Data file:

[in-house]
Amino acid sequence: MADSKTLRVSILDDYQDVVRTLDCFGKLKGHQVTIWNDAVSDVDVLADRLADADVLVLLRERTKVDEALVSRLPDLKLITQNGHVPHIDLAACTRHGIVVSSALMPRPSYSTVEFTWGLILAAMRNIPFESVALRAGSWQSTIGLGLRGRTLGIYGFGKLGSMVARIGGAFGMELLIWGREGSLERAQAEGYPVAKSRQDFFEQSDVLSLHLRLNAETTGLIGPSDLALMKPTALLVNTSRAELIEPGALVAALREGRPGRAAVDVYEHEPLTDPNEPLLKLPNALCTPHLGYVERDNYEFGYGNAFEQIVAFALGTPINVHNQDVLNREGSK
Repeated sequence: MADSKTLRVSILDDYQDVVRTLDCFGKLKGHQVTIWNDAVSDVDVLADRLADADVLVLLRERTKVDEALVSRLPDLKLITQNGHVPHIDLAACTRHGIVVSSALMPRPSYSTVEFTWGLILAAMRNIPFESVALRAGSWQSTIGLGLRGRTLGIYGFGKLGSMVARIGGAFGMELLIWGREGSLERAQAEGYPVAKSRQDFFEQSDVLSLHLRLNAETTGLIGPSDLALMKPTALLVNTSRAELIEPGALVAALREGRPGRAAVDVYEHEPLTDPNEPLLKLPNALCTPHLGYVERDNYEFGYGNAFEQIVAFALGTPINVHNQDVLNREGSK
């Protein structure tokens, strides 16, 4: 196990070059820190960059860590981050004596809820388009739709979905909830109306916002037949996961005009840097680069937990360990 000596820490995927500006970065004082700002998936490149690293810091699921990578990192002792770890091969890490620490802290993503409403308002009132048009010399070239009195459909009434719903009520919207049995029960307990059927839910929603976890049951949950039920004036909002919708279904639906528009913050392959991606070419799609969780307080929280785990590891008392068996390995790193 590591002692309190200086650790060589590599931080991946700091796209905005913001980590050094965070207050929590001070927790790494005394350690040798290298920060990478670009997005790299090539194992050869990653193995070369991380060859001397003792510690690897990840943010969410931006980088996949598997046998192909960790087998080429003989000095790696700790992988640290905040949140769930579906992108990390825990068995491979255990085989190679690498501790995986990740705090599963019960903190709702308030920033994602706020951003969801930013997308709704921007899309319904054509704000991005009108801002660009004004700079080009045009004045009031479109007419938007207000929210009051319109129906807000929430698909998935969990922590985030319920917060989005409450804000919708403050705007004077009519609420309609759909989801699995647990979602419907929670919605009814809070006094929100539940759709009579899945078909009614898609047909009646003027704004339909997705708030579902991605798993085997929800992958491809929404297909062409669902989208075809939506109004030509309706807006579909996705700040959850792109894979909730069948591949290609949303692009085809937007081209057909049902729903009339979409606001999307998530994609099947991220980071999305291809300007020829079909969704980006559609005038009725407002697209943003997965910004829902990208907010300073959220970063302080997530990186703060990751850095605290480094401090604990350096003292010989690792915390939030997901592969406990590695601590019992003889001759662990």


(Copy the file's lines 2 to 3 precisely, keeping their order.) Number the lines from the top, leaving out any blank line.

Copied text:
Amino acid sequence: MADSKTLRVSILDDYQDVVRTLDCFGKLKGHQVTIWNDAVSDVDVLADRLADADVLVLLRERTKVDEALVSRLPDLKLITQNGHVPHIDLAACTRHGIVVSSALMPRPSYSTVEFTWGLILAAMRNIPFESVALRAGSWQSTIGLGLRGRTLGIYGFGKLGSMVARIGGAFGMELLIWGREGSLERAQAEGYPVAKSRQDFFEQSDVLSLHLRLNAETTGLIGPSDLALMKPTALLVNTSRAELIEPGALVAALREGRPGRAAVDVYEHEPLTDPNEPLLKLPNALCTPHLGYVERDNYEFGYGNAFEQIVAFALGTPINVHNQDVLNREGSK
Repeated sequence: MADSKTLRVSILDDYQDVVRTLDCFGKLKGHQVTIWNDAVSDVDVLADRLADADVLVLLRERTKVDEALVSRLPDLKLITQNGHVPHIDLAACTRHGIVVSSALMPRPSYSTVEFTWGLILAAMRNIPFESVALRAGSWQSTIGLGLRGRTLGIYGFGKLGSMVARIGGAFGMELLIWGREGSLERAQAEGYPVAKSRQDFFEQSDVLSLHLRLNAETTGLIGPSDLALMKPTALLVNTSRAELIEPGALVAALREGRPGRAAVDVYEHEPLTDPNEPLLKLPNALCTPHLGYVERDNYEFGYGNAFEQIVAFALGTPINVHNQDVLNREGSK